Grain flowing from the Dakotas and Western Minnesota to Duluth’s and Superior’s mammoth grain elevators in the 1880s made the Twin Ports a natural spot for flour mills to flourish. In 1889 pioneer Roger Munger partnered with Bradford C. Church and T. A. Olmstead and established Imperial Mills on the east side of Rice’s Point at 600 Garfield Avenue. It would become the largest such operation on the planet.
While Duluthians had been milling flour for years at a modest capacity, the Imperial Mill—built with what was then considered an experimental design—was considered “the most complete ever built” and at six stories high was by far the largest in the Twin Ports. With crews working day and night, Imperial could pump out 1,500 barrels of flour each day in its new mill, which ran on the power supplied by a 600-horsepower Reynolds-Cross steam engine. By the end of 1889, the facility had increased production capacity to 8,000 barrels a day, an earmark its owners claimed surpassed “previous records of all other flour mills in the world.” That year Imperial built wooden grain elevators #4 and #5.
By 1892 Imperial was the largest flour mill in the world, actually producing 6,300 barrels a day. Red River wheat was delivered to the mill on railroad tracks, shoveled into the mill on one side and rolled out as flour in barrels on the other, loaded straight into vessels docked along slip # 1. It wasn’t all smooth sifting: the company was faced with labor issues, including a stoppage of production in 1892 when its packers went on strike in sympathy of protesting coopers, who made the barrels they filled with flour.
In 1894 Imperial added to its complex by erecting a barrel factory 150 feet from the mill, hiring coopers to make the company’s own barrels, the first mill in the region to take this step to self sufficiency. It didn’t help with the labor issue: in 1895 the coopers union called for a boycott of Imperial products because they made their barrels with non-union labor. It took until 1898 to settle the matter.
That same year the Duluth News Tribune ran a story of a record 24-hour milling period during which Imperial ground out 7,905 barrels of flour and would have reached 8,000 had not a clog in one of the elevators caused a ten-minute delay. This was above and beyond the Pillsbury “A” mill’s previous record of 7,100 barrels. Imperial Mills, the article read, “can turnout more flour than any two plants at the head of the lake and more than any other mill in the world.”
When the Pillsbury mill soon after claimed 9,000 barrels a day, their Duluth counterparts implied that the Minneapolis millers had cheated. Two years later Charles Pillsbury himself challenged Imperial Mills and another rival, Minneapolis’s Washburn-Crosby Mill, to settle once and for all which mill had the greatest production capacity. The question was rather silly: all three mills had the capacity of running at 10,000 barrels a day, but it was difficult, and rarely necessary, to maintain that rate for 24 hours. Nevertheless, Pillsbury wound up with bragging rights.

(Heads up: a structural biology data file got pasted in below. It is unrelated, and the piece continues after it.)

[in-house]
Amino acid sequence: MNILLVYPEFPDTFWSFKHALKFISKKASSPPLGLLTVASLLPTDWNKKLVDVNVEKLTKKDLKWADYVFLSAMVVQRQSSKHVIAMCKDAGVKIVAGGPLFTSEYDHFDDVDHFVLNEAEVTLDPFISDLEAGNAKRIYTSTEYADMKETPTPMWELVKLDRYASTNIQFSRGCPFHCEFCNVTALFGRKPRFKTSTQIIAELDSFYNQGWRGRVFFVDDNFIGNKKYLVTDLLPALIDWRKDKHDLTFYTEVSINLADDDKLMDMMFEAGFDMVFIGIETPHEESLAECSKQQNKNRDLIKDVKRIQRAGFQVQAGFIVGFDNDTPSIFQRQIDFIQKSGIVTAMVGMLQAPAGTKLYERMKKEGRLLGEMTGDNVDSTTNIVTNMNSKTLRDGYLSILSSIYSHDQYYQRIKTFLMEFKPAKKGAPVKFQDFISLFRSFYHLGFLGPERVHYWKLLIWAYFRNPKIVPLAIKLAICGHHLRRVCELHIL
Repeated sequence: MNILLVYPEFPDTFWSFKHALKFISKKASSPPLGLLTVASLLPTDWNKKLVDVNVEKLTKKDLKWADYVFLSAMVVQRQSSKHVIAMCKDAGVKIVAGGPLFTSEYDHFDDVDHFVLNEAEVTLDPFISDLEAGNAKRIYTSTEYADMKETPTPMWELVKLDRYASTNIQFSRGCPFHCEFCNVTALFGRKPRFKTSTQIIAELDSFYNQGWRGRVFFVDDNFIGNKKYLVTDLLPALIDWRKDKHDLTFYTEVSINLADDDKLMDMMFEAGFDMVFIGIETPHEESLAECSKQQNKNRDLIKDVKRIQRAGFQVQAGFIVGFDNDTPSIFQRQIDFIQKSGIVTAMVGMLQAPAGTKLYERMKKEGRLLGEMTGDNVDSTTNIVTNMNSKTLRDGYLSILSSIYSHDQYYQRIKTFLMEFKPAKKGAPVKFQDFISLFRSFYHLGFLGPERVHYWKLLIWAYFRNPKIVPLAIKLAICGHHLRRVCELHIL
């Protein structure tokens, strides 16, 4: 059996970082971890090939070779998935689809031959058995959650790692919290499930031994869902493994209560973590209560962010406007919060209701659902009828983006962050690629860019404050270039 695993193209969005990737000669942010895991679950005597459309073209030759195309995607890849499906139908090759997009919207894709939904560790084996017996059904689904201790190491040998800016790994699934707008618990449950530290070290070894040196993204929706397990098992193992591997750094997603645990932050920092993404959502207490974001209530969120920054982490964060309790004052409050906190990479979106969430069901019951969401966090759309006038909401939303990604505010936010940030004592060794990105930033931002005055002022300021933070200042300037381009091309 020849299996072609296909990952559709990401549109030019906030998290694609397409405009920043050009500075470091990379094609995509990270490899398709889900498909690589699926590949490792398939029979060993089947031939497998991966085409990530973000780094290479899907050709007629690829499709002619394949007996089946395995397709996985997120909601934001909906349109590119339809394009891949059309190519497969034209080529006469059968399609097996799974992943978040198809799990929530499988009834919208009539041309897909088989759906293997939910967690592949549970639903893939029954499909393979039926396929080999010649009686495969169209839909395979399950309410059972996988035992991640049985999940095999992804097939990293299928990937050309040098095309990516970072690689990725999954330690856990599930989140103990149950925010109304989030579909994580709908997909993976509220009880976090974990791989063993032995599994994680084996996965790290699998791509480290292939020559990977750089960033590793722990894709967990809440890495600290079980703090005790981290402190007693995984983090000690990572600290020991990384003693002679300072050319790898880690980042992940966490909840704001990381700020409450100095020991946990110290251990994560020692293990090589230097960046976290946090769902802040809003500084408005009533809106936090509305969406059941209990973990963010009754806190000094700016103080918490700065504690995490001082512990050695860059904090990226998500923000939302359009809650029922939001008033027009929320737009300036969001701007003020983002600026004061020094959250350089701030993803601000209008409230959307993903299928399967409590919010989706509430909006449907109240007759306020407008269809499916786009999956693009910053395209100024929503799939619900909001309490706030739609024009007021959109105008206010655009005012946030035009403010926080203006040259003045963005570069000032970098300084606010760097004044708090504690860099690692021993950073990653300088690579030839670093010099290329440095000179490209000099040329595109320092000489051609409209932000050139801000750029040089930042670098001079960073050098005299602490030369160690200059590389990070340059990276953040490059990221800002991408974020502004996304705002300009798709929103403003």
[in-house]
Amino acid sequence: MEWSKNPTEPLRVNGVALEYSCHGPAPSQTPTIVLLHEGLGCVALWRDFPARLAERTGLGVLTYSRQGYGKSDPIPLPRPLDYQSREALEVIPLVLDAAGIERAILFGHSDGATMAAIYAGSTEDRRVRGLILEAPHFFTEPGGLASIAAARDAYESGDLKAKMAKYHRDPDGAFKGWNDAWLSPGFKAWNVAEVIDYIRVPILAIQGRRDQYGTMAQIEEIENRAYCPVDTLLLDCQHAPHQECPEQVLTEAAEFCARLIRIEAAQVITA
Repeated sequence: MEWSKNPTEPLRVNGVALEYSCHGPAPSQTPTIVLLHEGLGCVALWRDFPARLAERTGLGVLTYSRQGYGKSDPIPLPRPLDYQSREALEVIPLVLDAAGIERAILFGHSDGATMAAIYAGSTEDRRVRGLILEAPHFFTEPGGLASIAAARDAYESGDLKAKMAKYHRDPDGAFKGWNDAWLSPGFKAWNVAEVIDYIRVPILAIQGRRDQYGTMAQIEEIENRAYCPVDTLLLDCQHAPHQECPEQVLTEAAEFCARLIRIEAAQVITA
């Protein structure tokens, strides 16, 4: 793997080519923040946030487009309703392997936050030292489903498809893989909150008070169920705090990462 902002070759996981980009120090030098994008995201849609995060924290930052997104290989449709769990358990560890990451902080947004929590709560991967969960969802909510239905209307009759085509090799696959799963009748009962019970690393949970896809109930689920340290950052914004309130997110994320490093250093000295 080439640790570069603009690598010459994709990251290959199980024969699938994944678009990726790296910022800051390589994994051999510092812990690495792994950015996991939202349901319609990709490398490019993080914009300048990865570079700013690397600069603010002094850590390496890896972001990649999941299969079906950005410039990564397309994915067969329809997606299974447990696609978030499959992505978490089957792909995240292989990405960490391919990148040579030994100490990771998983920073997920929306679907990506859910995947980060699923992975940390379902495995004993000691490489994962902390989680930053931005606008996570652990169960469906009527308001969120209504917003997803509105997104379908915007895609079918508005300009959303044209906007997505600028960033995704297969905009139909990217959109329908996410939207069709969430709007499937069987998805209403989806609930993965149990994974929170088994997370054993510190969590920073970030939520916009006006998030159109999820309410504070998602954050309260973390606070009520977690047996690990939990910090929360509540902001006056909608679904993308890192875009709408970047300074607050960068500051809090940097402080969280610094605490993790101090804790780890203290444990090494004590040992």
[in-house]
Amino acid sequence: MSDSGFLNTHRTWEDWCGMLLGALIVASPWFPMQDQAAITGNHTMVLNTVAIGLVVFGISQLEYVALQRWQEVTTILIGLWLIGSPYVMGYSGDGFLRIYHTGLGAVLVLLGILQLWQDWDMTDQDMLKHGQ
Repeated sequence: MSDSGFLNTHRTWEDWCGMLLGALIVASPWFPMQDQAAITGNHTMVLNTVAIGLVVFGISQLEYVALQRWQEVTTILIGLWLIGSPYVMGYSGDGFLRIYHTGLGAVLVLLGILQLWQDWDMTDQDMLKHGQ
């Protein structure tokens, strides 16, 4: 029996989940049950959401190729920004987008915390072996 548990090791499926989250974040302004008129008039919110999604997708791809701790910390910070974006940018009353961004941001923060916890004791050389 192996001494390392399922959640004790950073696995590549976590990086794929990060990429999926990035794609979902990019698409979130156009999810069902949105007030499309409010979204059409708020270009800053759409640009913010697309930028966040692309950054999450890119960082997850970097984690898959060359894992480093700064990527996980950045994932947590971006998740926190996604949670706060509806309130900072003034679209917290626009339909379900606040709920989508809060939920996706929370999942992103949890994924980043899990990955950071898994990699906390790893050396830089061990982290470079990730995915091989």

By 1895 at least nine other flour mills operated in Duluth and Superior, but their capacities reached no where near that of Imperial’s. And at the end of the century, only Minneapolis’s Pillsbury “A” mill could produce more flour than Duluth’s Imperial.
Unfortunately, the early part of the twentieth century also saw the beginning of a steady decline in flour production in the Twin Ports due to a number of changes that made the Head of the Lakes a less desirable place to mill flour. After the price of wheat dropped, farmers in the Red River Valley began to diversify their crops, forcing the Twin Ports mills to look further away for a grain source. At the same time railways began reducing shipping costs and made changes to tariffs, which, according to historian Patrick Lapinski, caused “a shift away from Duluth-Superior and tipping the balance toward eastern cities like Buffalo.”
Consolidation also played a role. Many millers combined their efforts into one organization, the United States Flour Milling Company. The conglomerate turned out to be a bad idea. A number of mills were closed, including Duluth’s mighty Imperial Mill., which had been formally turned over to the conglomerate in 1899. By 1902 the mill was on the auction block, along with all the other mills U.S. Flour Milling had purchased in Duluth, Superior, and Minneapolis. After changing hands once or twice, Imperial was sold to Duluth’s Capitol Elevator in 1905 with one important clause: the mill could never again be used for the “handling or production of flour.”
Capital operated elevators 4 and 5 and leased the mill, first in 1905 to then-fledgling Minnesota Mining and Manufacturing—today’s 3M—who used four of the floors to manufacture “abrasive papers and cloth.” Later the F. A. Patrick Woolen Milling Company used the former flour mill to manufacture clothing.
The former Imperial Mill was demolished some time in the 1950s. The exact date is unclear as most demolition permits kept by the city of Duluth were destroyed without making microfilm or digital copies. Elevator 5 was razed in 1977; the following January a spectacular fire destroyed Elevator 4 and badly damaged an iron ore steamer berthed next to the elevator in slip #1. The elevator burned for more than seven hours, and thousand of people gathered along Skyline Parkway and other vantage points to watch the remnants of the Twin Ports flour industry go up in smoke.